A spirited and forceful President Obama showed up for his second debate with Republican challenger Mitt Romney Tuesday night, trading accusations and barbs with his opponent and giving a better account of himself than he did in his lackluster first debate two weeks ago.
Both candidates delivered strong performances and argued their cases with conviction and emotion. They set the tone with the first question, posed by 20-year-old college student Jeremy Epstein who wanted to know how the candidates would make sure he could get a job after he graduates. Romney addressed the student by his first name, and said he would do what was necessary to create jobs for everyone. He later mentioned his five-point economic plan that includes tax breaks for small business to encourage job creation, increasing energy development in North America, promoting education, and expanding trade. He said Obama, based on his record so far, offered "more debt, and less jobs."
For his part, Obama told "Jeremy" that "Your future is bright" and underscored his own five-point plan to create jobs, including middle-class tax cuts and investing in infrastructure, manufacturing, and education. He said the economy has turned the corner from near-collapse to a gradual recovery. And he said jobs are gradually being created in the private sector.
Within the first 15 minutes, Romney and Obama engaged in one of the most memorable moments of the debate. Both men stood up from their stools, walked to within three feet of each other, and began to talk simultaneously, face to face, before moderator Candy Crowley of CNN managed to persuade them to back off.
Neither candidate wanted to give the other any advantage. They often wandered the stage at the same time, gesturing and talking as the moderator attempted to settle them down.
At one point, during a discussion of how they would increase energy production, Obama began to speak before Romney was finished, and Romney said tersely, "You'll get your chance in a moment." After that, Obama returned to his seat and waited calmly for Romney to have his say. Then the president got up and argued that Romney was wrong in his energy prescriptions and his overall economic policies, which Obama said would result in tax cuts for the rich, not the middle class. Obama said Romney really has a "one-point plan" for the economy--"make sure that folks at the top play by a different set of rules."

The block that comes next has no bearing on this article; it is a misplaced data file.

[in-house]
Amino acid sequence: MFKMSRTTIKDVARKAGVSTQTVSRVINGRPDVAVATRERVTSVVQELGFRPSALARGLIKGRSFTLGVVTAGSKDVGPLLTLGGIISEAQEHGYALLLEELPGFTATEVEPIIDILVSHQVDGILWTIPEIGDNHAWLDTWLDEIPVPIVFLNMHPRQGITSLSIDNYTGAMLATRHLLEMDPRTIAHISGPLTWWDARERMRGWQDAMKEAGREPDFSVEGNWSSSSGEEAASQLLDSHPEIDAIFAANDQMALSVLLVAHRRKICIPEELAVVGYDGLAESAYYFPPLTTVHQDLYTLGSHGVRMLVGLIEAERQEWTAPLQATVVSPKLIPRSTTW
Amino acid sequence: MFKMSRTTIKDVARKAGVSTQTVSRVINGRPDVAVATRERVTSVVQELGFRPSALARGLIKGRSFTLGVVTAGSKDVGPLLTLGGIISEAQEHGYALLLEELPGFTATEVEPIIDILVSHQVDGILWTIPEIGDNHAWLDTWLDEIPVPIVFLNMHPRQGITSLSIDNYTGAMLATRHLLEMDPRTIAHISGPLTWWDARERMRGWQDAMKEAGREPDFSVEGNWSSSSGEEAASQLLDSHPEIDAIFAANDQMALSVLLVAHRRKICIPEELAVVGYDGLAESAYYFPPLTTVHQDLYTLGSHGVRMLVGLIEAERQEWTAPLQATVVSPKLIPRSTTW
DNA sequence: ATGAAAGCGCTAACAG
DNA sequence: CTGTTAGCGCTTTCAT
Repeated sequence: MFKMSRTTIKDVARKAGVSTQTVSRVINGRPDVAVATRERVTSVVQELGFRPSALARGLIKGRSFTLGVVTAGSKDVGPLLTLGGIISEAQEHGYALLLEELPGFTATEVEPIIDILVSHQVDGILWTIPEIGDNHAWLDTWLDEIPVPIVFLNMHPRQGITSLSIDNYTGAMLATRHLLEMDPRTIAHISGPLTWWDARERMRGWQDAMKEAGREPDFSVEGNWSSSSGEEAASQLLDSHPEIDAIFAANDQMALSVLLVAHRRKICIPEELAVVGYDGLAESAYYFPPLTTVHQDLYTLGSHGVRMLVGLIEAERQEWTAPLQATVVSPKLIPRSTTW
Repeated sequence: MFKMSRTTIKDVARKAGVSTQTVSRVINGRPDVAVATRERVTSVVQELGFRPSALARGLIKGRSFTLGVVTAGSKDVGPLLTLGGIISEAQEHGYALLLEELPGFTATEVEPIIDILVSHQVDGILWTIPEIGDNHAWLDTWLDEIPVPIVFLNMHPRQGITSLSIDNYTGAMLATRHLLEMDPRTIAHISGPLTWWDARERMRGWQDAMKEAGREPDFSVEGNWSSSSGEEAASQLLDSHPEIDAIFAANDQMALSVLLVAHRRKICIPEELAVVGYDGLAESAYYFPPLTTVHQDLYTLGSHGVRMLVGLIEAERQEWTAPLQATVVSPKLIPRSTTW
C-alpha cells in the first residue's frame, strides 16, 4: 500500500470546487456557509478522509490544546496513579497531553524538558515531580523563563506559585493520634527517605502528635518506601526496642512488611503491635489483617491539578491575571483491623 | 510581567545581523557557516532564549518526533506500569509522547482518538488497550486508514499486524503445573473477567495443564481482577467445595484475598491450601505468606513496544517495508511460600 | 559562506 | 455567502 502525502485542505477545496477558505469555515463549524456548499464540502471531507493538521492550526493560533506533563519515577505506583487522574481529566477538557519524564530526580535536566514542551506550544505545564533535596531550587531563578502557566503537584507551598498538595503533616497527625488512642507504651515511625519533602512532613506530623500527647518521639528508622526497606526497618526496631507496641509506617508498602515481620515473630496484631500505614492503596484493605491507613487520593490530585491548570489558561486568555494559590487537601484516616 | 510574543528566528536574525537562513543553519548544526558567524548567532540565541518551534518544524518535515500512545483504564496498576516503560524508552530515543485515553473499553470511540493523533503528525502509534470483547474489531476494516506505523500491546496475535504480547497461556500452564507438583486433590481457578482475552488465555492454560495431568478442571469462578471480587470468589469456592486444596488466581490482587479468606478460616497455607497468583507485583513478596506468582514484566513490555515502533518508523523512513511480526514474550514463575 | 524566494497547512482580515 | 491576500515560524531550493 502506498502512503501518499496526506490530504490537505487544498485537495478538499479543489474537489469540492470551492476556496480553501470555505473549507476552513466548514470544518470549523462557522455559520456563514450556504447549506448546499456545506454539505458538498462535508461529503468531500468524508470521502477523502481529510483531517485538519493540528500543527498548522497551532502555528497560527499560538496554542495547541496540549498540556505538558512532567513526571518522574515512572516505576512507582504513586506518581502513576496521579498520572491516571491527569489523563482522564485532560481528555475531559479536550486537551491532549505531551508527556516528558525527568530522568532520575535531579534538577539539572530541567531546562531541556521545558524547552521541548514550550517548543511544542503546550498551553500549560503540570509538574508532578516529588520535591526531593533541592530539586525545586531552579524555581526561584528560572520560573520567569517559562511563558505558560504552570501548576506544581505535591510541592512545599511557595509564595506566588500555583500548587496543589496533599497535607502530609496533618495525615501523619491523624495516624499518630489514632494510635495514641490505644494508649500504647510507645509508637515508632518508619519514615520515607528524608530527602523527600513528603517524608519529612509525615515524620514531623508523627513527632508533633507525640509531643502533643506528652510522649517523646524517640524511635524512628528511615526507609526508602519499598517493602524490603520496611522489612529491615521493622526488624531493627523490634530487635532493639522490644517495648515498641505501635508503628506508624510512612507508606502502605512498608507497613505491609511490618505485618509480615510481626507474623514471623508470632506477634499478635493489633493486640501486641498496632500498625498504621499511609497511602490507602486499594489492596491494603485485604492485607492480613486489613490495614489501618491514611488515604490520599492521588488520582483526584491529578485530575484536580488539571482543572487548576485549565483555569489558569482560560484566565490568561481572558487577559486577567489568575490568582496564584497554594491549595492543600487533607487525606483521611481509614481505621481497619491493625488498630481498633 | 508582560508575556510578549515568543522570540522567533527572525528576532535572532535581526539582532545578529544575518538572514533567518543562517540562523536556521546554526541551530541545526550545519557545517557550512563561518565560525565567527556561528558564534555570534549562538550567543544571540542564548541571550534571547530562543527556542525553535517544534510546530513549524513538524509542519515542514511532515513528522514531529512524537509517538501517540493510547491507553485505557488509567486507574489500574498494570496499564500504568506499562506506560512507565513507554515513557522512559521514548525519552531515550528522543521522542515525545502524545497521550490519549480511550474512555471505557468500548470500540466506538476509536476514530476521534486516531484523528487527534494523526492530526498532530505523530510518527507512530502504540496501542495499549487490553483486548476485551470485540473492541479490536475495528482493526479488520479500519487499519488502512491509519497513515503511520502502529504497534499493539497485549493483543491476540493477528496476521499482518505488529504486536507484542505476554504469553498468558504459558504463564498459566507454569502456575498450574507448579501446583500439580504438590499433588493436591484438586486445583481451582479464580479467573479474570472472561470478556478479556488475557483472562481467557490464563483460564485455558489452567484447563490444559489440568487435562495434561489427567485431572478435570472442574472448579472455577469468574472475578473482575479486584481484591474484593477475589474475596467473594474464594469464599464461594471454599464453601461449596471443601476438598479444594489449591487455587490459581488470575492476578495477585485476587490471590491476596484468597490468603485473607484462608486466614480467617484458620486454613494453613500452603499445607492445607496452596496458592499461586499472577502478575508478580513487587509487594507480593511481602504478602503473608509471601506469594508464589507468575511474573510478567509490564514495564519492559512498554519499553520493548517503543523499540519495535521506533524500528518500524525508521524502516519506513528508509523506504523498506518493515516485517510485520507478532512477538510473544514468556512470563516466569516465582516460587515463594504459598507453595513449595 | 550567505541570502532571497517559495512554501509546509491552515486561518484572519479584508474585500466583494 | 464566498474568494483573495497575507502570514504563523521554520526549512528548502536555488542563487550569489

Obama said Romney would only repeat the mistakes made by the Republican administration of George W. Bush. "With his policies we might be back in that mess," Obama said. And Obama repeatedly argued that what Romney was saying "wasn't true."
Romney said his economic plan would lower tax rates for everyone and reduce a host of tax breaks to compensate for lost revenue from the tax cuts. Romney also said there would be no taxes on interest, dividends and capital gains for people earning less than $200,000 a year. But he said, "I will not under any circumstances increase taxes on the middle class" and he wouldn't lower taxes on the rich. He added that "the top 5 per cent" will continue to pay what they pay today under his plan.
Obama said he would give middle-class people tax relief and added that he has already cut taxes on middle-income families by $3,600. Obama said Romney makes $20 million a year but pays a tax rate of 14 per cent, lower than waitresses and truck drivers, and that isn't fair. "We just have a different theory," Obama said, arguing that Romney favors "top-down economics." Obama also said Romney really "can't tell you" how he would pay for his tax cuts.
Romney repeatedly called attention to Obama's record, and said, "The middle class is getting crushed." Attempting to appeal to women, a key group of swing voters in the battleground states, he added that 3.5 million more women are living in poverty today compared with four years ago. He also said women have lost 580,000 jobs over the course of the Obama administration.
Obama said he would work to insure pay equity and reduce gender discrimination in the workplace. And he said his administration is on record supporting efforts to make sure women get contraception from their insurance companies, while he said Romney wants to eliminate federal funds for Planned Parenthood, on which women rely for basic health services, not just birth control. "These are not just women's issues, these are family issues; these are economic issues," Obama said.
Romney was asked by undecided voter Susan Katz how his economic policies would differ from the policies of President George W. Bush, Obama's predecessor. Romney said he wouldn't hike the deficit as Bush did and he would pursue more trade agreements than Bush did. For his part, Obama said Romney "has gone to a more extreme place" on social policy than Bush.
At the end of the debate, Obama said he found it "offensive" that Romney would question his commitment to the safety of Americans in the Middle East because four Americans were killed in Libya in the past few weeks, including a U.S. ambassador.
The 90-minute encounter, held at Hofstra University on Long Island, was held as a town hall meeting, with questions coming from the audience of about 80 swing voters selected by the Gallup polling organization.
The third and final debate is scheduled for Oct. 22 in Boca Raton, Florida.
Ken Walsh covers the White House and politics for U.S. News. He writes the daily blog, "Ken Walsh's Washington, for usnews.com, and is the author of "The Presidency" column for the U.S. News Weekly. He can be reached at firstname.lastname@example.org and on Facebook and Twitter.